What To Expect In PHP 5.4

What To Expect In PHP 5.4

With Release Candidate 7 available for download PHP is moving moving towards the final release of the much-anticipated (almost 3 years since PHP 5.3) 5.4 version. Here are a some things you’ll be able to enjoy or rant about.


The most talked, excited and disappointed about feature. Traits are set to solve the lack of multiple inheritance in PHP. Some developers are happy others are furious, others don’t know what to think. A lot is being said. In the end it’s just a convenience, as everything else, and runs down to ones and zeroes on the heap.

Array dereferencing

Returning arrays from functions and using them straight away will be possible.

function get_link_list() {
  return array('home' => '/', 'about' => '/about');
echo get_link_list()['home'];

Of course, there’s no point in dereferencing static arrays, but if your function builds up arrays dynamically then it’s utterly convenient.

Class member access on instantiation

PHP 5.4. allows for access to anonymous instance members like so:

class Library {
  public function get_book($book) {
    return ...; // Book

$book = new Library()->get_book(1038);

Pointless if the object is used more than once. The instantiated object is forever lost unless the member returns $this. The constructor does this, why bother? Static methods can be used as well if instantiation is not crucial. Maybe method chaining for different instantiation paths? Can’t see it being put to good use, it saves only 1 line of code in the end.

$library = new Library;
$book = $library->get_book();

Indirect method calls

Method callbacks can be called and typehinted at.

$my_function = array('MyClass', 'my_method');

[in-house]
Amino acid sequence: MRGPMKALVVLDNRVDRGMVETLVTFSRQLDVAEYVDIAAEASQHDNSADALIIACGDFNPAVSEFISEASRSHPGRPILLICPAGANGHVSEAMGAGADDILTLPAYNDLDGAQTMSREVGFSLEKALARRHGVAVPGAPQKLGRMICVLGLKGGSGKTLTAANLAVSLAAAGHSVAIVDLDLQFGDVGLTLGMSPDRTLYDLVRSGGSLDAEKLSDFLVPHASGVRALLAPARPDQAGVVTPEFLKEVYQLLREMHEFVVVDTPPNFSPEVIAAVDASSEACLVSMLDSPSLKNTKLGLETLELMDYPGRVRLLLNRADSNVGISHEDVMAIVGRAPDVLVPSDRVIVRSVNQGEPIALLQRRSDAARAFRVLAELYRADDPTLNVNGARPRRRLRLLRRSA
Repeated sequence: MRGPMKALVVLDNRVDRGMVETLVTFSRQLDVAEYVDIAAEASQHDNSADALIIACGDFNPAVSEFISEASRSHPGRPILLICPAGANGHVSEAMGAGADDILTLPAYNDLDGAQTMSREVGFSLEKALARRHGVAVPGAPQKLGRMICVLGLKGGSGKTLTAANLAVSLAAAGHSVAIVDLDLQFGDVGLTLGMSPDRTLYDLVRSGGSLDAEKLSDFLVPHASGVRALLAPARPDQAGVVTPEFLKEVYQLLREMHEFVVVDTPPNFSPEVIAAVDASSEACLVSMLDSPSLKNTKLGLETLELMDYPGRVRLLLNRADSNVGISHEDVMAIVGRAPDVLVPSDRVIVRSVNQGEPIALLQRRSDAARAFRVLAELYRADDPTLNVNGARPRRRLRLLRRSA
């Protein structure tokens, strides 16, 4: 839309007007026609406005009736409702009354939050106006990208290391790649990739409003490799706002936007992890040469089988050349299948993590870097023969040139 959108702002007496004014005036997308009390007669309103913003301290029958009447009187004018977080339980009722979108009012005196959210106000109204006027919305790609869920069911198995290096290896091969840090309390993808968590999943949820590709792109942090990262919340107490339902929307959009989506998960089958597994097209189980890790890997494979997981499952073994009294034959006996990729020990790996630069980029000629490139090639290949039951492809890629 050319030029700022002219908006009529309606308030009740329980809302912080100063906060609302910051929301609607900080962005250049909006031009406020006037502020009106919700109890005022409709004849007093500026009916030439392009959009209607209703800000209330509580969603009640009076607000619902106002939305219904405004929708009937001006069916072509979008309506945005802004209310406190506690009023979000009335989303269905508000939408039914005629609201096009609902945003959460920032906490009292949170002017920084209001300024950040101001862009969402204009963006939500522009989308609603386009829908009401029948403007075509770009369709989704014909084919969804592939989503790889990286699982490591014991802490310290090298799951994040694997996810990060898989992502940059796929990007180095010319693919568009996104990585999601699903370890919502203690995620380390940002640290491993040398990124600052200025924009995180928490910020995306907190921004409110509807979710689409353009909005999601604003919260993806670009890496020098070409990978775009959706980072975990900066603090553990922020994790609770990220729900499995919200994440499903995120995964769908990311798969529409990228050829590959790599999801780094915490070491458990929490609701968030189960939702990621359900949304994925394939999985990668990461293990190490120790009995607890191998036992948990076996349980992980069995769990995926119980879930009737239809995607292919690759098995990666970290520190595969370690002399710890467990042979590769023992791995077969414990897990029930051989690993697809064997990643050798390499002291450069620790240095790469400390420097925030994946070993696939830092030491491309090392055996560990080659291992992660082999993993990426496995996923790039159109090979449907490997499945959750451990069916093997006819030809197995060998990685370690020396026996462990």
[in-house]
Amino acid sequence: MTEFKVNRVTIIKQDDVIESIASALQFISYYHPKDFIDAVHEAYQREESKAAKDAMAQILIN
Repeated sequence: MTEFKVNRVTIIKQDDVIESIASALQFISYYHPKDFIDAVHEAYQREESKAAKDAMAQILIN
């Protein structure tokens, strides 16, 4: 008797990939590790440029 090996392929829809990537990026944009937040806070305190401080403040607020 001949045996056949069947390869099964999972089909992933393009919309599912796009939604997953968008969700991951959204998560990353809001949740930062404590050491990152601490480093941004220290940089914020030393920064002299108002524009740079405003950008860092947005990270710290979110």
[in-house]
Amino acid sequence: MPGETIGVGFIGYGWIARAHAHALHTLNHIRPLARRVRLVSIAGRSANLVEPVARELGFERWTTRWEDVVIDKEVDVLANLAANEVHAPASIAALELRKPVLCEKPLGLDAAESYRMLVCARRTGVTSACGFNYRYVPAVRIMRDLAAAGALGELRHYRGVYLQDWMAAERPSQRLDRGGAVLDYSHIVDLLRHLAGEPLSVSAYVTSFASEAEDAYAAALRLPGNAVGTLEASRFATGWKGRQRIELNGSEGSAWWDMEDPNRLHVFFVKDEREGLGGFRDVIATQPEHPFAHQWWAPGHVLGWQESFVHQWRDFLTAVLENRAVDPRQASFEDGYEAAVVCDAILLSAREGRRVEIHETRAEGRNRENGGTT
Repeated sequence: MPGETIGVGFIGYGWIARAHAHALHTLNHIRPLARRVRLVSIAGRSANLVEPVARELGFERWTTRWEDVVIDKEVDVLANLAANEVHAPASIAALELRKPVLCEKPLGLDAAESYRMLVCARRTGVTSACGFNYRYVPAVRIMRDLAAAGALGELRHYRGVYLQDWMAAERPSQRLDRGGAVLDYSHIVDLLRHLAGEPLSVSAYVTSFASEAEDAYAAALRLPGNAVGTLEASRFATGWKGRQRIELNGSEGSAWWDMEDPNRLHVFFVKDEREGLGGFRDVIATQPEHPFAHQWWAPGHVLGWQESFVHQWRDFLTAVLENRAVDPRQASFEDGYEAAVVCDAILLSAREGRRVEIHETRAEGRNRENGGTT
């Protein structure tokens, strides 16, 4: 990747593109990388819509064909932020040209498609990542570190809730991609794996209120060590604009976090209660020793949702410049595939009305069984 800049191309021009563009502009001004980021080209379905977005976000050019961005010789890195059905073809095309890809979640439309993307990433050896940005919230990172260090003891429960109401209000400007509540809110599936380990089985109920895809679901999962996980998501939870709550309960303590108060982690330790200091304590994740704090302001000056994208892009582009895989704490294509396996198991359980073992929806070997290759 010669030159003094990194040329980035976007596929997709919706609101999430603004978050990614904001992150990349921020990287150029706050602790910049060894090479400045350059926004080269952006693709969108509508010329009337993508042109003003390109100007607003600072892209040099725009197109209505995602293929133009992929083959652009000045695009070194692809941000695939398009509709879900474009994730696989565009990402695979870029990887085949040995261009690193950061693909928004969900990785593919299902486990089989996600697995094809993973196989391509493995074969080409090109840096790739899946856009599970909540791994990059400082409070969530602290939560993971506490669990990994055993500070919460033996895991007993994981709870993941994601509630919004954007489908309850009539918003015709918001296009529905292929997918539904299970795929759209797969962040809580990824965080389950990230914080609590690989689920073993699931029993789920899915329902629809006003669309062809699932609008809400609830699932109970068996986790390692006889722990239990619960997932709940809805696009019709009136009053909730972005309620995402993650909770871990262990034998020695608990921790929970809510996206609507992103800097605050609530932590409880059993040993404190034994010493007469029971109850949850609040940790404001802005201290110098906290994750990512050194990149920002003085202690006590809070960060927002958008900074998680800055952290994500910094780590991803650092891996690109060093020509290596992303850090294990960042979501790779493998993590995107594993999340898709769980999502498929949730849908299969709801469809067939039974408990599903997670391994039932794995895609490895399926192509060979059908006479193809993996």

Instead of calling call_user_func, just call the method callback. A ‘callable’ typehint will be available.

Built-in HTTP server

One of the most interesting additions – a development HTTP server that can be launched for testing purposes in a CLI environment. Nothing fancy but highly useful.

Closure object support and binding

Closure objects are back and closure objects can be rebound to a different object and class scope.

Check out the RFC and this in-depth look at Closure object binding, which provides excellent explanations and examples.

Short array syntax

More syntactic sugar. Arrays can be defined as [value, key => value], instead of using the array() construct. A minor convenience.

Variable class expressions

Class methods can be called inline like so MyClass->{expression}(), where the expression can be any valid PHP expression, functions, mathematical expressions, etc.

Binary notation

0b1011011 will be possible in PHP 5.4. A new hex2bin function will also be available.

Limit stack frames in tracebacks

Debug backtracing can be limited in regards to the number of stack frames it returns. Highly useful.


A registered callback with header_register_callback will be called right before headers are output.

In general, lots of syntactic sugar is added, with more hype than value, and quite a number of excellent features, hundreds of bugfixes and performance improvement, which should mean that it’s going to be faster.

If you feel adventerous, grab the latest release candidate over at https://qa.php.net/. Don’t forget to make test and submit the test results to QA, more information here.

What do you think? Are you excited about any feature in particular? How much time will the new syntactic sugar cubes save you?